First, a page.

ADELAIDE, Australia—The Chinese New Year is no doubt foremost in the minds of most Australian Chinese citizens whose thoughts turn to the homeland China as Australia rings in the ‘Year of the Goat.
But just a thought for the Shen Yun Performing Arts New York Company who arrived in Adelaide to share the revival of China’s divinely inspired culture, almost lost to 65 years of communist rule.
The 100-strong company left snow blizzards behind in the United States on Jan. 30, and were rewarded with sunshine that has followed them from the Gold Coast, Brisbane, Sydney, Canberra and now to Adelaide.
Though the ‘Year of the Goat’ is the most opportune time to celebrate Chinese traditional culture, its probably furthest from their minds as they prepare for centre-stage tomorrow night through to Sunday matinee at the Adelaide Festival Centre.
Labor Party Member Tung Ngo from the South Australian Legislative Council acknowledged the classical Chinese dance and music company and sent his best wishes.
“I would like to congratulate you on your incredible work, showcasing 5,000 years of traditional Chinese culture through dance, music and costumes,” Mr. Ngo wrote in a greeting to the world-renowned Shen Yun.
“The Chinese community contributes so much to Australian culture and I applaud you for continuing to showcase traditional Chinese culture to the world.”
Shen Yun is based in New York. In 2006, a group of talented Chinese artists went on a mission to revive China’s 5,000 year culture through classical Chinese dance and music and share it with the world.
Since landing in Australia, the New York Company is lauded everywhere they perform
Kit Schell, who works in the health and well-being industry on the Gold Coast, as well as teaching Tai Chi, was touched by the spiritual aspect in the performance she saw at The Arts Centre Gold Coast.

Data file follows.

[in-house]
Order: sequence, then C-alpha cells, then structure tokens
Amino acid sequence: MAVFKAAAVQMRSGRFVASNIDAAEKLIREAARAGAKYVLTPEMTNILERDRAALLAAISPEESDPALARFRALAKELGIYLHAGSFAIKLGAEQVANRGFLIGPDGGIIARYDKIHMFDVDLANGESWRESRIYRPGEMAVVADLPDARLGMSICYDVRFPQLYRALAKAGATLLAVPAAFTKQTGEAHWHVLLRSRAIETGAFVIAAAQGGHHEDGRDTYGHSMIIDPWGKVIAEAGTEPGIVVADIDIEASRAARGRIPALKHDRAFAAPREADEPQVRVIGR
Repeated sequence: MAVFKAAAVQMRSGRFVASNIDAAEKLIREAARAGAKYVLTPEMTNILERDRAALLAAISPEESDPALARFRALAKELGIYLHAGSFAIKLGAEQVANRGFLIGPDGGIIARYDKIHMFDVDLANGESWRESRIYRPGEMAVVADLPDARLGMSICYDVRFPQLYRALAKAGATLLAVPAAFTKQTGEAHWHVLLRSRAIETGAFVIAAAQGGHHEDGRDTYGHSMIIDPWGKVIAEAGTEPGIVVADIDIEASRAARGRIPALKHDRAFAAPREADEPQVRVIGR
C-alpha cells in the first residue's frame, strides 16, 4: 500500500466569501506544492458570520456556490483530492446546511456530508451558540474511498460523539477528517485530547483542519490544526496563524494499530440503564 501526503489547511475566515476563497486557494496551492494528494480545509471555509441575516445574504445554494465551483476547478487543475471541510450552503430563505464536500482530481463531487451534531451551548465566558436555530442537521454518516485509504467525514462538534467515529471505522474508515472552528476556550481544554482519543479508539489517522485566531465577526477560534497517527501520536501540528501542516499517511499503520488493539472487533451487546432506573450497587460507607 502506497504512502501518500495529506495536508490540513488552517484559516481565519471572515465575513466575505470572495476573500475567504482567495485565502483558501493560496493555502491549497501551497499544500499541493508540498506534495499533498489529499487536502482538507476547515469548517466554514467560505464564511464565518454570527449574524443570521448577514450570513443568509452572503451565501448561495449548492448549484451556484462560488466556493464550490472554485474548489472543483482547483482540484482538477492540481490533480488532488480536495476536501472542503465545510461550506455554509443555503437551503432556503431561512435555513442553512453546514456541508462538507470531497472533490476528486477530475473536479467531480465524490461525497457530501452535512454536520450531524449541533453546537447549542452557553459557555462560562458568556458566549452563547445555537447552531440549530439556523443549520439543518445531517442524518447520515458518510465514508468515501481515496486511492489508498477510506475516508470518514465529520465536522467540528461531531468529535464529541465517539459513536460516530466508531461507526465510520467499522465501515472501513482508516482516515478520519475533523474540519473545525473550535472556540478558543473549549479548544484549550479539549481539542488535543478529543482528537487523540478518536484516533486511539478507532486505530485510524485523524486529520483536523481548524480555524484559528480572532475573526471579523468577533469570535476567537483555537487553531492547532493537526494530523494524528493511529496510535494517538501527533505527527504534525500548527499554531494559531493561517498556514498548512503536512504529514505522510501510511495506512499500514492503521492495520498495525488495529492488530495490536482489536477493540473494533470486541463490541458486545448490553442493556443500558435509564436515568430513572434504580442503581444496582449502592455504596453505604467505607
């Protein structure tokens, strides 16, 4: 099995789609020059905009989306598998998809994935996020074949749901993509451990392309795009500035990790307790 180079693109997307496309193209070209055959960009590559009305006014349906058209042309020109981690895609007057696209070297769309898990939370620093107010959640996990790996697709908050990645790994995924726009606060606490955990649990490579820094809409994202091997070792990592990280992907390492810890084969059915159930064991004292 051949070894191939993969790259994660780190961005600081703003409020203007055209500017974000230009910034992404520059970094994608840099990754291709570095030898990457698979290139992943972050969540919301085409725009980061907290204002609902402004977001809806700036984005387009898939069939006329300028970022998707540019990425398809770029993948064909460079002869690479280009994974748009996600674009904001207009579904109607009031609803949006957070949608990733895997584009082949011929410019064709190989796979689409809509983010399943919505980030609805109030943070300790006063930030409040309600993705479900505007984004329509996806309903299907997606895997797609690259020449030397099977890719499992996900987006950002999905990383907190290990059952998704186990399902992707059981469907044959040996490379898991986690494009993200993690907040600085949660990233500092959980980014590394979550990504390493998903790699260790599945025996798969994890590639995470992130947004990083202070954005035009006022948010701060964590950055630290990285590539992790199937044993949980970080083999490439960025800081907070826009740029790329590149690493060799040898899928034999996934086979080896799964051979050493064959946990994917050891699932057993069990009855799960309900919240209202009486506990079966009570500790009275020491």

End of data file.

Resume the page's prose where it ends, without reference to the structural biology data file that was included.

“I’ve seen … as they did the dance with their floating arms, with the beautiful long fabrics coming up. I’ve seen them floating like part of the spiritual beings as they were flying [to] their freedom, it was amazing.”
Ms. Schell was referring to the dance Sleeves of Grace a classical Chinese dance.
Netra Gurung, a civil engineer, has designed railway tracks and bridges for over 15 years. He was ecstatic about seeing Shen Yun.
“I feel ecstatic, it’s really great, I enjoyed 110 percent what I found out. I’m very happy. It’s one show in a lifetime. Not to be missed.”
Also in Brisbane, Lynn Schmidt has a background in the Human Resource Business and Educational Management. She was deeply moved by the spiritual aspect in the Shen Yun performance and was saddened to learn that the people in China do not have the opportunity to have the same experience.
“I feel like it has taken me to heaven,” she said. “I think it is so very sad that China and the Chinese people don’t have an opportunity to have what we have, for it lifts our spirit and it makes us so happy.”
“Traditional Chinese culture and art forms—formed over millennia by the three pillars of Buddhism, Daoism and Confucianism—were largely destroyed during the Cultural Revolution and decades of suppression by the communist regime,” says the Shen Yun website.
For Mick Snowden, “Chinese traditional dance is a little bit ‘left field’ from what I normally do, but I really enjoyed it! I recommend it to anyone!” he said. He attended Shen Yun Performing Arts at the Capitol Theatre on the eve of Valentine’s day, Feb. 13.
Hailing from Tamworth, New South Wales, Mick Snowden was a professional rugby union footballer until last year. He regularly played scrum half, and previously represented the Western Force, NSW Country Eagles, Combined NSW-QLD Country and Waikato Rugby Union. He is now studying to become a high school history teacher.
“It was all pretty impressive,” he said. “It was very elegant, very well done, very in sync. It’s really, really impressive.”
Claudia Visca is an acclaimed professor of voice at the Music Academy in Cologne, and the University for Music and Performing Arts, Vienna. She is currently in Australia giving masterclasses in vocal technique to singers in Sydney and Canberra.
Ms. Visca praised the entire concept of Shen Yun, put together by the group of award winning artists in 2006. They made a wish back then to share China’s 5,000-year-old divinely inspired culture with the world through the performing arts.
That wish is coming to fruition. By the end of its 2015 World Tour, four companies would travel to more than 100 cities, giving more than 400 performances on prestigious stages in around 20 countries, bringing joy to millions.
Ms. Visca was one of the millions saying Shen Yun gave “a beautiful performance.”
New York-based Shen Yun Performing Arts has four touring companies that perform around the world. For more information, visit ShenYunPerformingArts.org.
Epoch Times considers Shen Yun Performing Arts the significant cultural event of our time. We have proudly covered audience reaction since Shen Yun’s inception in 2006